Archive for the ‘weather’ tag
After a brief hiatus, the Monday morning is back to celebrate summer … at least we hope it’s like summer in your neck of the woods. We were still wearing jackets in Cleveland last week.
It feels like Minnesota here in Cleveland. We were in the 30s, so enjoy this Soundgarden gem. If you know the lyrics, you’ll know why we posted this.
Here’s our digest of fun and interesting stuff from the web for this short, post-New Year’s week. Have a great weekend!
- Year-end check-up for your company.
- Related: Resolutions of Marilyn Monroe, Woody Guthrie.
- It’s official: 2012 was the warmest year on record since 1895.
- Bring focus to your landscape design.
- Frost flowers.
- Fail more and fail better.
- Above: Marketing isn’t magic.
Here’s our digest of cool stuff that will make you smarter. Enjoy your reading, and we’ll see you Monday.
- A great guide to designing outdoor rooms. (via @belgard)
- The latest research on equipment theft in America.
- The man behind Pinterest.
- ASLA has released a beautiful interactive guide to D.C. parks.
- What West Nile is doing to people in Texas.
- Science has confirmed: Summer was hot.
- Above: 60 years of American economic history in one graph.
It’s no surprise to anyone who works outside that the weather has been weird, and it’s getting weirder.
Nationwide, average temperatures have been getting warmer for years. We’ve got about two weeks’ worth of warmer days now than we did in the 1900s, with the west coast getting warmer than the east coast.
But why is this happening? Robert Krulwich, NPR science correspondent, in a review of “Global Weirdness,” a new book that examines worldwide climate change, explains why this is good for some and bad for others:
But what if we check out a smaller region, say the Sonoma/Napa wine country in California? There the data say, “The growing season has lengthened by a full 66 days, from 254 to 320, since 1950 — much to the delight of winemakers in the region.”
So this warming trend is welcome — if you grow grapes. But if you are a winter wheat farmer, and you need cool winter temperatures for your wheat to grow — then this is not a happy development.
Now comes the big question: Why is this happening? The Climate Central folks don’t jump to any quick conclusions. “Natural variations in climate account for some of these changes,” they say.
But here’s a clue: daytime has always been warmer than nighttime, (obviously, because the sun is up). But that difference is narrowing. The first frosts usually come at night, and sub-freezing nights are rarer now. Why would the nights be getting warmer?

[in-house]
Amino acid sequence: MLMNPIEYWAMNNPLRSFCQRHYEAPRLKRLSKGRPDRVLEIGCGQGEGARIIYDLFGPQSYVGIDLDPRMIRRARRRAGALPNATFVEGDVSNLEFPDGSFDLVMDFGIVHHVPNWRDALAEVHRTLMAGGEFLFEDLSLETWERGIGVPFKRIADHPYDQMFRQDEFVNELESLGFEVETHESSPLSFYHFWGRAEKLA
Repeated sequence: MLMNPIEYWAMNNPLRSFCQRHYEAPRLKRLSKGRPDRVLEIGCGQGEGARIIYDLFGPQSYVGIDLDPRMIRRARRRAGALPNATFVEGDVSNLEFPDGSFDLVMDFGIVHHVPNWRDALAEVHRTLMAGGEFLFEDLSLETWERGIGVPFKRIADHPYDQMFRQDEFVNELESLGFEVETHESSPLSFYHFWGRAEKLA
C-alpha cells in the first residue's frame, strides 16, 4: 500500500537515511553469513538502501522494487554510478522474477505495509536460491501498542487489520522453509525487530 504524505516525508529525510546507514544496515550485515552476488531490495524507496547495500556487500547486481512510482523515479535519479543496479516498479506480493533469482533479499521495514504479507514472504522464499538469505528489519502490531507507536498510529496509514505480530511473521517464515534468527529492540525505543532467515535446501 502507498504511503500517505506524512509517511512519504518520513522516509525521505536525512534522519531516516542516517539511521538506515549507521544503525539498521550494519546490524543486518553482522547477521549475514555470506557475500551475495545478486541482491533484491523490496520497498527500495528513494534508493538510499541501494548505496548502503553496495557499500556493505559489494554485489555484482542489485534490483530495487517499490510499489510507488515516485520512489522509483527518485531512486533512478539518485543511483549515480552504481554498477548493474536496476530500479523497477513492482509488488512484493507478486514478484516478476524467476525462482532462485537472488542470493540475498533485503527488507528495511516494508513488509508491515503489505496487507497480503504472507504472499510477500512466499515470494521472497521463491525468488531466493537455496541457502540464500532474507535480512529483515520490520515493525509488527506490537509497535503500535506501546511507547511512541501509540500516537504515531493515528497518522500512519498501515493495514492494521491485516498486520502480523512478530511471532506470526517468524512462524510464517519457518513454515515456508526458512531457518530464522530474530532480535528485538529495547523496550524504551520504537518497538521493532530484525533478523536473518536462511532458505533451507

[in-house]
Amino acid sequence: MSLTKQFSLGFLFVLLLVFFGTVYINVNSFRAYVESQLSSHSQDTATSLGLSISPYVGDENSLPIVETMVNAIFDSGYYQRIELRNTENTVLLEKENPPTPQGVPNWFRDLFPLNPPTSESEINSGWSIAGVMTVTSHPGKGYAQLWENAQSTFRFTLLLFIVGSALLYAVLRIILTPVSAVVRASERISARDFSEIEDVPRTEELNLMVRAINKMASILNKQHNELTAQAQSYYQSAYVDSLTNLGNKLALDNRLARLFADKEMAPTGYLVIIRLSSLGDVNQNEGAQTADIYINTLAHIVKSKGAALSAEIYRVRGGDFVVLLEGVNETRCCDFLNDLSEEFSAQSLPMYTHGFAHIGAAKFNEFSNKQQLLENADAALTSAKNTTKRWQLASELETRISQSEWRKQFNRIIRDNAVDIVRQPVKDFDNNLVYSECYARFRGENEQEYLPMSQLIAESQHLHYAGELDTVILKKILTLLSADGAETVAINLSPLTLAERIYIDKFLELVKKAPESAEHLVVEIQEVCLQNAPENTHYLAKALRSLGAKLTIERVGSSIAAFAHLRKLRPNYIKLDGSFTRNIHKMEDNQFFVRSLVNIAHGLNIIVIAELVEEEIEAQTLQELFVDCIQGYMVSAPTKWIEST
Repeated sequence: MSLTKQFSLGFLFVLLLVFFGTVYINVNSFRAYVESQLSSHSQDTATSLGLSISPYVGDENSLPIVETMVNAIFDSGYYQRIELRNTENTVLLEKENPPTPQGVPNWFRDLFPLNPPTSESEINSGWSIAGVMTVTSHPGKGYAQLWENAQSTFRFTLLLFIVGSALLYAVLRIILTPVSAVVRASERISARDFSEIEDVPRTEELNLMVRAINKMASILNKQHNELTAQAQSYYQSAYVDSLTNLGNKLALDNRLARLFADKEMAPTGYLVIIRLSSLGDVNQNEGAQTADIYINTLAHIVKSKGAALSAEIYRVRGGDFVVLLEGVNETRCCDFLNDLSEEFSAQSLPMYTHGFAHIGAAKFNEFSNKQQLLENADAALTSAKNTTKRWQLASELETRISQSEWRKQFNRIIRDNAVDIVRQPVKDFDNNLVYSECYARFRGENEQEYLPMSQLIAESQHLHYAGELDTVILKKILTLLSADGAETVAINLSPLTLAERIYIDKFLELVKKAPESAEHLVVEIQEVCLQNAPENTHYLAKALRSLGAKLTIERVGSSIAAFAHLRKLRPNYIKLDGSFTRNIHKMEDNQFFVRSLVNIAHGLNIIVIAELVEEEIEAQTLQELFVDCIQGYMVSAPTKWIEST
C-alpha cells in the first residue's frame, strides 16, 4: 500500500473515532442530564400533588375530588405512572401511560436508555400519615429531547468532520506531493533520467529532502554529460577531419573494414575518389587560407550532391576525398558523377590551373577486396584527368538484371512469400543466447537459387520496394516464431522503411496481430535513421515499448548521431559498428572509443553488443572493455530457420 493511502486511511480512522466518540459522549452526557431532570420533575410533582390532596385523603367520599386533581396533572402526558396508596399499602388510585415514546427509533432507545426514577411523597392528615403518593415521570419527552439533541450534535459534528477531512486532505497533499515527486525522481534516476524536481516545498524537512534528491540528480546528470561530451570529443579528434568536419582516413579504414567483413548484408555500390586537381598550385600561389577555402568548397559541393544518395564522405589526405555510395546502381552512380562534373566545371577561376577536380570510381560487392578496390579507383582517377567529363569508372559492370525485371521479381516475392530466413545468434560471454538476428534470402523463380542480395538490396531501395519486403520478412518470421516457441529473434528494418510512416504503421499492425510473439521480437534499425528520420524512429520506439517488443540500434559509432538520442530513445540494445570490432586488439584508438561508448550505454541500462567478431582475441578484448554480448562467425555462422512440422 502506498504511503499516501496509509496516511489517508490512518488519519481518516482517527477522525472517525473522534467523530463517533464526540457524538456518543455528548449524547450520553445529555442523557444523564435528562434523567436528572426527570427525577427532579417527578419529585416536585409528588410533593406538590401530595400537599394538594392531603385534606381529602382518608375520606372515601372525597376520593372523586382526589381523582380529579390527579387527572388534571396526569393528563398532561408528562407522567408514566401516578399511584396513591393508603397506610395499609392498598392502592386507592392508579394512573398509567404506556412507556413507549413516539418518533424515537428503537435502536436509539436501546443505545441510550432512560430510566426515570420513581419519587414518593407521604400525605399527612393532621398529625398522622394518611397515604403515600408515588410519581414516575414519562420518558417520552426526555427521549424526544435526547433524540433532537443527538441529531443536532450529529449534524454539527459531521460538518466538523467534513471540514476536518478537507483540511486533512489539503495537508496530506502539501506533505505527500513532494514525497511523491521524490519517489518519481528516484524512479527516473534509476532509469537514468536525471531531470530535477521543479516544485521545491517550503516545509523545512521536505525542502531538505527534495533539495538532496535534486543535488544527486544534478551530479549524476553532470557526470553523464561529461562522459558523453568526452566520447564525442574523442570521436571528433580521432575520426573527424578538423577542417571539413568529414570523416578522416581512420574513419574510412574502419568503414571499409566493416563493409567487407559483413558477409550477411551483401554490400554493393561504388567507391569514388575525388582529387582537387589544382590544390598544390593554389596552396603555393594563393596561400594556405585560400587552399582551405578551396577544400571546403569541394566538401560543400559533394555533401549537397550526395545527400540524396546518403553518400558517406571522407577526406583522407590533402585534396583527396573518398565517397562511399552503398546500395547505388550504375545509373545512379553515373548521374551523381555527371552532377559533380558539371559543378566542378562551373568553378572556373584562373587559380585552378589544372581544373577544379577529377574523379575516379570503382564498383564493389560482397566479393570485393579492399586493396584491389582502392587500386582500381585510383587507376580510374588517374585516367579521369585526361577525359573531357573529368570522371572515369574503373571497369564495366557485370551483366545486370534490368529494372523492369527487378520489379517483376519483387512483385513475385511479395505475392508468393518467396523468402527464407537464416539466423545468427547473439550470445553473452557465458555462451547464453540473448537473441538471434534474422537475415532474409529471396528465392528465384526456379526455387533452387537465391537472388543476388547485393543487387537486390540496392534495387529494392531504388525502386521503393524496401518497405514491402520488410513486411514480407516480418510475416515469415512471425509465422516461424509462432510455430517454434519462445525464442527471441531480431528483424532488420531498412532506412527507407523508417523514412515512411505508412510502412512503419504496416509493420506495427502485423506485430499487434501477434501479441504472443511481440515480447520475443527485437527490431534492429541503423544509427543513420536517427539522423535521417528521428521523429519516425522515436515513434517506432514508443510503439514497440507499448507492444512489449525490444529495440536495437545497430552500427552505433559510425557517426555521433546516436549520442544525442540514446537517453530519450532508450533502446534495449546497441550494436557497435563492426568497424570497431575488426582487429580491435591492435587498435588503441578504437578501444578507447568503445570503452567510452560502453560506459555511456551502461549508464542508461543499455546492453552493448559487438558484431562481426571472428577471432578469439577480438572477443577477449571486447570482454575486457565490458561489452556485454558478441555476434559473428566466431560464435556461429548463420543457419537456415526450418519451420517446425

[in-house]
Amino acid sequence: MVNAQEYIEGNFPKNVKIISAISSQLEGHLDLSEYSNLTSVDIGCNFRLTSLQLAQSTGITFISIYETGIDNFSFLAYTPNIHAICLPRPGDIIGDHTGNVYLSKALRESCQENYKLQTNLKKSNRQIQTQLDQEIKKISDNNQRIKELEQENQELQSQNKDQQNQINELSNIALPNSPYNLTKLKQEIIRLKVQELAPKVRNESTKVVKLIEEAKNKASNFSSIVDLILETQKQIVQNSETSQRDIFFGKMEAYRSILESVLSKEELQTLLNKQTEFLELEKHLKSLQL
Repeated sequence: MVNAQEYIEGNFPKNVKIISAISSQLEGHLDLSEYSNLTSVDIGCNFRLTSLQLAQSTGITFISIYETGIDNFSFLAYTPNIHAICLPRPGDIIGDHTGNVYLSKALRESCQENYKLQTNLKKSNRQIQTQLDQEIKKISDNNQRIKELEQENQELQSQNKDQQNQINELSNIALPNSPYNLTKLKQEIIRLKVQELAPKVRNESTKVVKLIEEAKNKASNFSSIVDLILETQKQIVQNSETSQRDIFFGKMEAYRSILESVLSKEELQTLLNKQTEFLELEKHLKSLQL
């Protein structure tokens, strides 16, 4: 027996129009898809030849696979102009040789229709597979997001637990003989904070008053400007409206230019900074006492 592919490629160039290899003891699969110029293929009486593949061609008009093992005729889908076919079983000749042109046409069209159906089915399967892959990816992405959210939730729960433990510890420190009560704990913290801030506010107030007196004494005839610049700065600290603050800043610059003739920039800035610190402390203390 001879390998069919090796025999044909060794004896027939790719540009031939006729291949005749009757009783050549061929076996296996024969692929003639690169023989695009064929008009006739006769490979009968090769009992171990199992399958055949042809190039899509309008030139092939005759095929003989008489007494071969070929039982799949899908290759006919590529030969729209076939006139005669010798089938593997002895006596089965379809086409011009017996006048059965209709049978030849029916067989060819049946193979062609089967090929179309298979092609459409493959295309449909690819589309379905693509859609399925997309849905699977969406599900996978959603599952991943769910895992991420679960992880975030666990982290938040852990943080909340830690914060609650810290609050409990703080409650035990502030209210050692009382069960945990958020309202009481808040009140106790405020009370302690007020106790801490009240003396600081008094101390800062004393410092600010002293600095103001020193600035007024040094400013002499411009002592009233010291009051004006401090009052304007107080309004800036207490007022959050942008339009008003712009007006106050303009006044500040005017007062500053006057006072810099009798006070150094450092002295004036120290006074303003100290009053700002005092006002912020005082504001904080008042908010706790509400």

You can read the full story here to find out.
What software do you use to route your trucks?
How much do you charge customers for turf maintenance?
Which marketing works best?
At the L&L Linkedin group, 3,300 landscape contractors, lawn care operators and other green industry professionals ask questions of their colleagues and learn their best practices.
Check it out today!
Here’s our weekly collection of fun and educational stuff from the web. Enjoy, and have a great weekend!
- It’s official – warmest spring on record.
- 5 great summer water movies.
- Canada’s pesticide ban means Toronto’s parks ‘going to seed.’
- New research on small business from Bank of America.
- Why you should drink more coffee.
- Above: Manufacturers focus on faster mowers for pros and homeowners alike. (via @OPEInstitute)
Contractors from across the country have been dealing with one of the weirdest winters in recent memory. And while it can be nice to not have to don your parka when you head to work, the lack of appreciable snowfall in many markets could have a tremendous impact.
AccuWeather.com reported that, as of last week, only 22 percent of the nation was covered by snow. That’s the smallest area of the U.S. covered since 2004.
The Intermountain West, especially the Sierra of California and the mountains of Nevada and Utah, shows a substantial snow drought this year when compared to normal and past years. The northern Plains and the upper Great Lakes are other areas that have little snowcover compared to past years.
Contractors are seeing red, as their plows sit idle, and a lack of the white stuff could mean lower reservoirs come spring, especially in the west.
But the weird weather could be an opportunity. Lawn America, a Tulsa lawn care company, has used lack of precipitation as a news peg to contact customers about the best ways to maintain their turf in a dry winter.
At Davey’s blog, they suggest ways to help customers protect their trees and shrubs from the wildly fluctuating temperatures we’ve seen, especially in the Midwest, in the past few weeks.
And, our sister pub Snow Magazine, whose readers could be the hardest hit by a lack of snow and ice, ran this column about how to be productive while you wait for the next blizzard.
As we head into the weekend, the forecast for looks more like, well, winter. The Midwest should get colder temperatures and more snow. Bad for drivers, but good for contractors.